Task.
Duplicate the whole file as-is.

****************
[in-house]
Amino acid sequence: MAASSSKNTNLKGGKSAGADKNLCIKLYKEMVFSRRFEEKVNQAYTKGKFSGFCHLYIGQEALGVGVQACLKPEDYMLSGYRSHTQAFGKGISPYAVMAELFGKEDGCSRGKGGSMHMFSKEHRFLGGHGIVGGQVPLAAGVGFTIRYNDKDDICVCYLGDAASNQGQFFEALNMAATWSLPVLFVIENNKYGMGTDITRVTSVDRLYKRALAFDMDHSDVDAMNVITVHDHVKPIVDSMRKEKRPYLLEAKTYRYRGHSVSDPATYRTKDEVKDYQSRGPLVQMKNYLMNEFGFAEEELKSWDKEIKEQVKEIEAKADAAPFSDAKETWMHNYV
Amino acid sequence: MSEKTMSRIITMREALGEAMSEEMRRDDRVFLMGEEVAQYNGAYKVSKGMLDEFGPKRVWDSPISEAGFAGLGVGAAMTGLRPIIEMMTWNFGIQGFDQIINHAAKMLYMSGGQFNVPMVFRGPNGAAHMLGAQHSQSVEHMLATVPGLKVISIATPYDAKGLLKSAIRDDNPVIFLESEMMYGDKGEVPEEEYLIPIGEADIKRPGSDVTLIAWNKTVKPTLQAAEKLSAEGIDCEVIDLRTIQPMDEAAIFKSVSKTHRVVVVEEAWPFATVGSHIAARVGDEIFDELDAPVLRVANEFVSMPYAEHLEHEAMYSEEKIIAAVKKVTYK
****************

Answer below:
[in-house]
Amino acid sequence: MAASSSKNTNLKGGKSAGADKNLCIKLYKEMVFSRRFEEKVNQAYTKGKFSGFCHLYIGQEALGVGVQACLKPEDYMLSGYRSHTQAFGKGISPYAVMAELFGKEDGCSRGKGGSMHMFSKEHRFLGGHGIVGGQVPLAAGVGFTIRYNDKDDICVCYLGDAASNQGQFFEALNMAATWSLPVLFVIENNKYGMGTDITRVTSVDRLYKRALAFDMDHSDVDAMNVITVHDHVKPIVDSMRKEKRPYLLEAKTYRYRGHSVSDPATYRTKDEVKDYQSRGPLVQMKNYLMNEFGFAEEELKSWDKEIKEQVKEIEAKADAAPFSDAKETWMHNYV
Amino acid sequence: MSEKTMSRIITMREALGEAMSEEMRRDDRVFLMGEEVAQYNGAYKVSKGMLDEFGPKRVWDSPISEAGFAGLGVGAAMTGLRPIIEMMTWNFGIQGFDQIINHAAKMLYMSGGQFNVPMVFRGPNGAAHMLGAQHSQSVEHMLATVPGLKVISIATPYDAKGLLKSAIRDDNPVIFLESEMMYGDKGEVPEEEYLIPIGEADIKRPGSDVTLIAWNKTVKPTLQAAEKLSAEGIDCEVIDLRTIQPMDEAAIFKSVSKTHRVVVVEEAWPFATVGSHIAARVGDEIFDELDAPVLRVANEFVSMPYAEHLEHEAMYSEEKIIAAVKKVTYK